Friday, September 30, 6-8 p.m.
Raed Jarrar, of the DC-based Office of Public Policy and Advocacy, American Friends Service Committee, spoke at the reception.
“I conducted a photographic night raid in 2013,” said Rich Cahan, photographer of the Night Raid exhibition. “Armed with a camera, I walked down the dark, winding streets of Bil’in in the Israeli-occupied West Bank, knocked on doors late at night and asked residents to stand for a picture near or by their homes. Despite language differences, most agreed. These are the people I saw.”
Concerned by the impact that Israeli army night raids have on Palestinian communities, Cahan decided to make his own photographic “Night Raid.” The sixteen photographs are comprised primarily of people standing in their doorways in the West Bank village of Bi’lin, a village featured in the Oscar nominated documentary Five Broken Cameras. The photos are accompanied by text of a talk given by legal expert Gerard Horton, of Military Court Watch. The exhibit also includes two photos of actual army night raids contributed by Hamde Abu Ramha.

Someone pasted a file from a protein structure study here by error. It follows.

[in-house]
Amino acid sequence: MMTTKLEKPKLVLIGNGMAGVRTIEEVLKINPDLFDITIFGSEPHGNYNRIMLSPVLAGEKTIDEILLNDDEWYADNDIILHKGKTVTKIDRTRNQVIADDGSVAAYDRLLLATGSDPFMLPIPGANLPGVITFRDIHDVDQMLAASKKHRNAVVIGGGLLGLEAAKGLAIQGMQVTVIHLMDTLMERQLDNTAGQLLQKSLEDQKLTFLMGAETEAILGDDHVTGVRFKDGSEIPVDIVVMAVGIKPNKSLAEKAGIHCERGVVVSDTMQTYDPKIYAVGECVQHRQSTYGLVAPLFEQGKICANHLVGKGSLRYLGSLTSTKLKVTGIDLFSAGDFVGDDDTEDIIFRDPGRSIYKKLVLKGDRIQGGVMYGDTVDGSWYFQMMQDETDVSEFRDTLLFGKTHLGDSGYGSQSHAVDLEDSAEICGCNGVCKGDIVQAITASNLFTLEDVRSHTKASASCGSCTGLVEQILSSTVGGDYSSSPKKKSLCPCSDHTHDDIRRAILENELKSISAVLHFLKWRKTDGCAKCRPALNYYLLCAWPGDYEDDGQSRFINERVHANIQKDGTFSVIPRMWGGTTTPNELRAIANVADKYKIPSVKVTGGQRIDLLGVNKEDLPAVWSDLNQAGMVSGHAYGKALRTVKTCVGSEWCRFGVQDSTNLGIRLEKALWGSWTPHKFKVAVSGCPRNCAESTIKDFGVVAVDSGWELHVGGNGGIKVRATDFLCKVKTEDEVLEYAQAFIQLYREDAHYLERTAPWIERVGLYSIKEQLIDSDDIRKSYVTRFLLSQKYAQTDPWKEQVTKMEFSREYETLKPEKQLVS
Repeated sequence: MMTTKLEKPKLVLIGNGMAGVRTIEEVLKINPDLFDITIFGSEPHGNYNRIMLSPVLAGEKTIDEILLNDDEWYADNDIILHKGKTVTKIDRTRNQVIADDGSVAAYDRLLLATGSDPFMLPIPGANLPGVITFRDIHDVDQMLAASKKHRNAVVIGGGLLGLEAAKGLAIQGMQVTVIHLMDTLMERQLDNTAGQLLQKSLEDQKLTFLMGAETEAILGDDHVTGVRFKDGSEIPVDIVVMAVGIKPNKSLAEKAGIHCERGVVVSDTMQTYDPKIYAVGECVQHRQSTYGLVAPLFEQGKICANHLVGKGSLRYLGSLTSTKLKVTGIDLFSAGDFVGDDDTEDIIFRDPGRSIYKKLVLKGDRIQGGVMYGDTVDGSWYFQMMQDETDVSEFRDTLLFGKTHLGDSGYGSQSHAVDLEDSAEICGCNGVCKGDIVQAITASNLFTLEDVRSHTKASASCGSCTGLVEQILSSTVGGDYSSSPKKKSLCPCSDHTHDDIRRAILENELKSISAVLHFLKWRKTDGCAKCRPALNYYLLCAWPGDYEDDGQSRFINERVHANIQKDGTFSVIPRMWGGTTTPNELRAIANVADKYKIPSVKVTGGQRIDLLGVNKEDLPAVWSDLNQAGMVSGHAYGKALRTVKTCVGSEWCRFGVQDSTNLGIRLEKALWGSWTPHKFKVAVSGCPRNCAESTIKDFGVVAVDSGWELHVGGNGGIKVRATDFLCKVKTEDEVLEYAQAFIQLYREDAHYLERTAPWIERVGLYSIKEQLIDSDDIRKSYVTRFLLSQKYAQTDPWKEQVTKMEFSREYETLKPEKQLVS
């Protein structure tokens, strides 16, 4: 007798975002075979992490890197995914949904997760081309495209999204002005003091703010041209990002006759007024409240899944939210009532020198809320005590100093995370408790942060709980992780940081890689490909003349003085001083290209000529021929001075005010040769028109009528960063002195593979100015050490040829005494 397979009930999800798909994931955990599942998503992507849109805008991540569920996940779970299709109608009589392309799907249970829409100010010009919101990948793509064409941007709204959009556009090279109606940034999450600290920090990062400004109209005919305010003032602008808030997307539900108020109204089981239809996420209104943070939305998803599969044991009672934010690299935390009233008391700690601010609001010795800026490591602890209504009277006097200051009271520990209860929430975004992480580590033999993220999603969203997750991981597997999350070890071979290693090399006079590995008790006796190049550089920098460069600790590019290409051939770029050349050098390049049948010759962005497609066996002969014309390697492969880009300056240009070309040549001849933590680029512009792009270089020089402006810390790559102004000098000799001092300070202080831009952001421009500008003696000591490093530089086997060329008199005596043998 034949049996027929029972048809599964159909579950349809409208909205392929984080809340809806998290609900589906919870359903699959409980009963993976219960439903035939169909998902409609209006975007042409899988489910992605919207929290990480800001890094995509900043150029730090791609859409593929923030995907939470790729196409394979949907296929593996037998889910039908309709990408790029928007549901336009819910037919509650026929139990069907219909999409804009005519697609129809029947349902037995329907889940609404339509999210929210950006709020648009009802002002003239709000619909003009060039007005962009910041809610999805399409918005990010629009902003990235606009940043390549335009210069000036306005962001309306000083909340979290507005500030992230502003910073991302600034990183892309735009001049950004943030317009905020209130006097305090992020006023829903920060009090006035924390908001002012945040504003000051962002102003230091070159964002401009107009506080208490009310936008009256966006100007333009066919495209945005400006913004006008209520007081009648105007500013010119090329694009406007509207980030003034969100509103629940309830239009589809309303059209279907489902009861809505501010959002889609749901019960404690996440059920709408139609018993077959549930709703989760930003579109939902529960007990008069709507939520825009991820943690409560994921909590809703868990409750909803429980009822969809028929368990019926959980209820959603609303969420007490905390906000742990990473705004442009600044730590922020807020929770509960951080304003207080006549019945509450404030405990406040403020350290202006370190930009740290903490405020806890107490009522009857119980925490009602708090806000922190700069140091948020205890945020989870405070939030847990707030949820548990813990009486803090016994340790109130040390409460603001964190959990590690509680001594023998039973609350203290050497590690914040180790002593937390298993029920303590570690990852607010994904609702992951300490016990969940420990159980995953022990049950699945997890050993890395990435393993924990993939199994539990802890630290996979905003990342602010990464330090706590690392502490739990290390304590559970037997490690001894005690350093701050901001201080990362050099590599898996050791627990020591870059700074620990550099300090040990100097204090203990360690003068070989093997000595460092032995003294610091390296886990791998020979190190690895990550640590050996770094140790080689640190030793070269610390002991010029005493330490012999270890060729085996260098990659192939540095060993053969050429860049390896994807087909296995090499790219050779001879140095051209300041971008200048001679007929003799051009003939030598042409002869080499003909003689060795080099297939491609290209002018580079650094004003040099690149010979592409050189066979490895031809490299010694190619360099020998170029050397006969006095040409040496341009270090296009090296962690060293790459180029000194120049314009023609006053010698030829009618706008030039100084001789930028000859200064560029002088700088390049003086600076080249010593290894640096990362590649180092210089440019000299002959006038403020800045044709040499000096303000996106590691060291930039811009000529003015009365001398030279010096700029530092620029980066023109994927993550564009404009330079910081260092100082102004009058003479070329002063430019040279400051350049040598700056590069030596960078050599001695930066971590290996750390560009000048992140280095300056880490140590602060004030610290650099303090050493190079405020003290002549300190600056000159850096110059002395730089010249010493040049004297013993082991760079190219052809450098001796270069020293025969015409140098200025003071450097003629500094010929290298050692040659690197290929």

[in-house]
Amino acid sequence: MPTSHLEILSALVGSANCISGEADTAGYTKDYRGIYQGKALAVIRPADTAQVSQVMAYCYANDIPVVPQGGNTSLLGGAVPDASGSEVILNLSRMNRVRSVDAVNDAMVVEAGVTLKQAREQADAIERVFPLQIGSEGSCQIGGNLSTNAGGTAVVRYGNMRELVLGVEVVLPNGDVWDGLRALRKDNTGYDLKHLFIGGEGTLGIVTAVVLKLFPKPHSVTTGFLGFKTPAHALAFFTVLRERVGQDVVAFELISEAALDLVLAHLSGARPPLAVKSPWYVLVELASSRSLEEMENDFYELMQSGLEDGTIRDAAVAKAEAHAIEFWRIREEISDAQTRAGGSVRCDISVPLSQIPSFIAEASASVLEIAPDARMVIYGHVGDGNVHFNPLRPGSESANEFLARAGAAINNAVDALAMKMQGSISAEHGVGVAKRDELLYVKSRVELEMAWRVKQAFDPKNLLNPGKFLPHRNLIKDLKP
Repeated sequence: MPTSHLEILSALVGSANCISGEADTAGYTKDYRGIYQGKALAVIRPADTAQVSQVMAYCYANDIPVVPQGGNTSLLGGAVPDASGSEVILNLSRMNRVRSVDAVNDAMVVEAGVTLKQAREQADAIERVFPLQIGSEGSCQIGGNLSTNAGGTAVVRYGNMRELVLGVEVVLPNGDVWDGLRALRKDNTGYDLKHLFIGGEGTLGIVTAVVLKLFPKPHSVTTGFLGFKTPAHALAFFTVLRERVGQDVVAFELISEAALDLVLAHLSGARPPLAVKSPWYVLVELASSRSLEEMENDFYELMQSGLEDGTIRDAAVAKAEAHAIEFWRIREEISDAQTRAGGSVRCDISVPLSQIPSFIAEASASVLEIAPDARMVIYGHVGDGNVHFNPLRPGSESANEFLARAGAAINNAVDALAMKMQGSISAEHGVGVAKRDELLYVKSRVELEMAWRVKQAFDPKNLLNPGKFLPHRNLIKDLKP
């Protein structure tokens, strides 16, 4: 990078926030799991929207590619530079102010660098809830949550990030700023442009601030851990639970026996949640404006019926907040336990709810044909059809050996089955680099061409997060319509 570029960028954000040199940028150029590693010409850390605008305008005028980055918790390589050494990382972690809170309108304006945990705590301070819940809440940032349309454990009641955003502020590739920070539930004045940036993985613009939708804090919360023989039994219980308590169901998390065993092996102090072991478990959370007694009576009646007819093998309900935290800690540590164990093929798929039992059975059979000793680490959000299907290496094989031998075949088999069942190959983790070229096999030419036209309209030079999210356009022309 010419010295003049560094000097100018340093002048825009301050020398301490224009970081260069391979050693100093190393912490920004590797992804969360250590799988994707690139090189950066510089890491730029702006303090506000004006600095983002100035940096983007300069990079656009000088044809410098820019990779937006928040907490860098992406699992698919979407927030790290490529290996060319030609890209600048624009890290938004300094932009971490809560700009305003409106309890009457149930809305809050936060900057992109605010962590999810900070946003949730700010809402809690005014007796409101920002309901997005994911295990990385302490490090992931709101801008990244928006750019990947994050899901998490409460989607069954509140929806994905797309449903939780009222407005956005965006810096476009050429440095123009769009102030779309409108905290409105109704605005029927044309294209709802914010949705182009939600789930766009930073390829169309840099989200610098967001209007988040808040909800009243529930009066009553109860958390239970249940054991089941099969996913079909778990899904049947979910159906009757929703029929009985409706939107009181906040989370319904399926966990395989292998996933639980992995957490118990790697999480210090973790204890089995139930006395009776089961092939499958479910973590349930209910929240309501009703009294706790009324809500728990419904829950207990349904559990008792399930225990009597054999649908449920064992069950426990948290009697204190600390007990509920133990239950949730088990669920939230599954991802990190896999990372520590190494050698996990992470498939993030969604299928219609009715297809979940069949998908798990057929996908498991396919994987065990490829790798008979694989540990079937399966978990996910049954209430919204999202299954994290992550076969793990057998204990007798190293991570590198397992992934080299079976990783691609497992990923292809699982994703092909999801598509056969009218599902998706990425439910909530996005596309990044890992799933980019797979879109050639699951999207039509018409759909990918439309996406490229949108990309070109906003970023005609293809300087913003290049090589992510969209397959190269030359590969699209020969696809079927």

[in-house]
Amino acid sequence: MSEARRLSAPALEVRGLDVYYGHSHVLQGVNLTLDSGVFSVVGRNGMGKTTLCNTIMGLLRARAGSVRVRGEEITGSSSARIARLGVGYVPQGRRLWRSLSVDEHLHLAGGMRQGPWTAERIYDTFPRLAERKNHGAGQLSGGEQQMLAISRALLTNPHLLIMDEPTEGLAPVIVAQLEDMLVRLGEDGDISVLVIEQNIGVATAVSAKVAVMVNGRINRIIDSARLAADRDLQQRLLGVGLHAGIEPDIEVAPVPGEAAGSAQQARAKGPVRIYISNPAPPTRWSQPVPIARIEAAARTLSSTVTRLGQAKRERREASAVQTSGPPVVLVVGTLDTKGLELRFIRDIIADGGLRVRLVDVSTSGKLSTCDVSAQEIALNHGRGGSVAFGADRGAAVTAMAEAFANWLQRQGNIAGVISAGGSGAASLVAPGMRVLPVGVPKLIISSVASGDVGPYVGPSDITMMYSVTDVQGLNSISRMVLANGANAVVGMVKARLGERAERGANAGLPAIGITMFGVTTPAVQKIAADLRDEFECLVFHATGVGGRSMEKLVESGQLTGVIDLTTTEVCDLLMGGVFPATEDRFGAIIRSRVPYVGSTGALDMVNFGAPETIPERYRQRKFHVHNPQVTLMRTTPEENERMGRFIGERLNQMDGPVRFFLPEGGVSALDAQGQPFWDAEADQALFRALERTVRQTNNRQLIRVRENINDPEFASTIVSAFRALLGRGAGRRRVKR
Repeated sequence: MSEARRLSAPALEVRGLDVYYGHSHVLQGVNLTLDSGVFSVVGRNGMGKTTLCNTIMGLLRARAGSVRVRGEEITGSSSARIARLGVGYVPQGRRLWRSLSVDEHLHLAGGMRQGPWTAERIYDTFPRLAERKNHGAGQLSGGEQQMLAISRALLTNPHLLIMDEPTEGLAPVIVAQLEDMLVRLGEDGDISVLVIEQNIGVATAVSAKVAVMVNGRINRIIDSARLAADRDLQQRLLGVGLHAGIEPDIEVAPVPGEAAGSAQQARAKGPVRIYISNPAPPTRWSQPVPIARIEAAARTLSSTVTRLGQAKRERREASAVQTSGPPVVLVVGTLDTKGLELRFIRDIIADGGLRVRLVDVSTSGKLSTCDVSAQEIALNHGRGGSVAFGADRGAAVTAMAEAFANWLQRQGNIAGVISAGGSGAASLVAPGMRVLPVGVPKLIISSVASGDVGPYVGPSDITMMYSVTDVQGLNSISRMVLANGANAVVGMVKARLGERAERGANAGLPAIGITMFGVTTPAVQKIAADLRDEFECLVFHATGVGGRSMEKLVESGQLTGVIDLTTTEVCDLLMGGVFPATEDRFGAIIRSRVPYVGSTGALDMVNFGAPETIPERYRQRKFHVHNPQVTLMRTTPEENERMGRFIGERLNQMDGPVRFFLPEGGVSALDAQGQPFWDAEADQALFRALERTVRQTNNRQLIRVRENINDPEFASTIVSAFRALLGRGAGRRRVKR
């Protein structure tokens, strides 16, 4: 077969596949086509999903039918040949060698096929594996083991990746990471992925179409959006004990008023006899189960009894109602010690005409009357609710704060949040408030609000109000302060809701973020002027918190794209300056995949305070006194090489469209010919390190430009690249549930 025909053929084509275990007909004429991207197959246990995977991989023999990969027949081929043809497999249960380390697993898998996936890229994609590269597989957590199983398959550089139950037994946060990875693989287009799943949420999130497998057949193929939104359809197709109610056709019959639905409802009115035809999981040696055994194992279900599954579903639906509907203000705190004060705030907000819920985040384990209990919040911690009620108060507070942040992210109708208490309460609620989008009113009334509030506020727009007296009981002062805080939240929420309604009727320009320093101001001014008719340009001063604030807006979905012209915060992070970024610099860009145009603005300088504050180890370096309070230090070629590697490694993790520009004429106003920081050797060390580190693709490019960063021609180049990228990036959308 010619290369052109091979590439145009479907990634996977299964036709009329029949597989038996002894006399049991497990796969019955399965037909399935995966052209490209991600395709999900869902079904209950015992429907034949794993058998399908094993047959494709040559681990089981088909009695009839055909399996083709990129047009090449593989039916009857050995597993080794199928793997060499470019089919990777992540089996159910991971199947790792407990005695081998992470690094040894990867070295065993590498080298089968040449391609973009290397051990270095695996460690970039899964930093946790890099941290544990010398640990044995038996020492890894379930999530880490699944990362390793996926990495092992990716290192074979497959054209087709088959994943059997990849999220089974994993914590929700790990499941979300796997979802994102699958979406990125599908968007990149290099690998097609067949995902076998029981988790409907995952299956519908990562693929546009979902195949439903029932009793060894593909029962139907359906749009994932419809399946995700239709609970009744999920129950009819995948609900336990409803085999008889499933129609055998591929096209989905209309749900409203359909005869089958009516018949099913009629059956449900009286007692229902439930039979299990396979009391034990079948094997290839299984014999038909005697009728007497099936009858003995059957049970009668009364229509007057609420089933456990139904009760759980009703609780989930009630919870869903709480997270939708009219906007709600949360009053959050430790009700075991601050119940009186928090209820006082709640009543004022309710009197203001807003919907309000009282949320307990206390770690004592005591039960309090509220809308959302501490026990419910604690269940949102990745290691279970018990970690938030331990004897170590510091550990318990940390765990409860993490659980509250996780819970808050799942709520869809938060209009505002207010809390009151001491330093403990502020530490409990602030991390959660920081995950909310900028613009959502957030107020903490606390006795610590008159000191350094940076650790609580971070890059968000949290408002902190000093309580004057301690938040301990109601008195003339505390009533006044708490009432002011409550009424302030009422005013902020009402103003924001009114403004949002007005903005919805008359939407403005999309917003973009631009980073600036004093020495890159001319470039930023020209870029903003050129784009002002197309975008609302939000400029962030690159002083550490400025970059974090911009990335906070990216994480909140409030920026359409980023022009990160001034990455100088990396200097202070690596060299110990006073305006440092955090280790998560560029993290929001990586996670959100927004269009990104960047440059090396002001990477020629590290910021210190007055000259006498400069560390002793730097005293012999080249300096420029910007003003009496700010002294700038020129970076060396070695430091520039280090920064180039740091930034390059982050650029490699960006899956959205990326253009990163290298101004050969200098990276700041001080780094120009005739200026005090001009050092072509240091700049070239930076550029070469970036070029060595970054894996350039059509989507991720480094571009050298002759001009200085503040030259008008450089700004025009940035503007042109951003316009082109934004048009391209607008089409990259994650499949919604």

In the following video, Gallery Al-Quds Curator, Dagmar Painter, discusses the exhibition.
Night Raid will be continuing on to other locations throughout the United States. For more information about the exhibition, please click here.
The American Friends Service Committee is a Quaker organization that includes people of various faiths who are committed to social justice, peace and humanitarian service. Its work is based on the belief in the worth of every person and faith in the power of love to overcome violence and injustice.
Exhibition continues September 30—October 14, 2016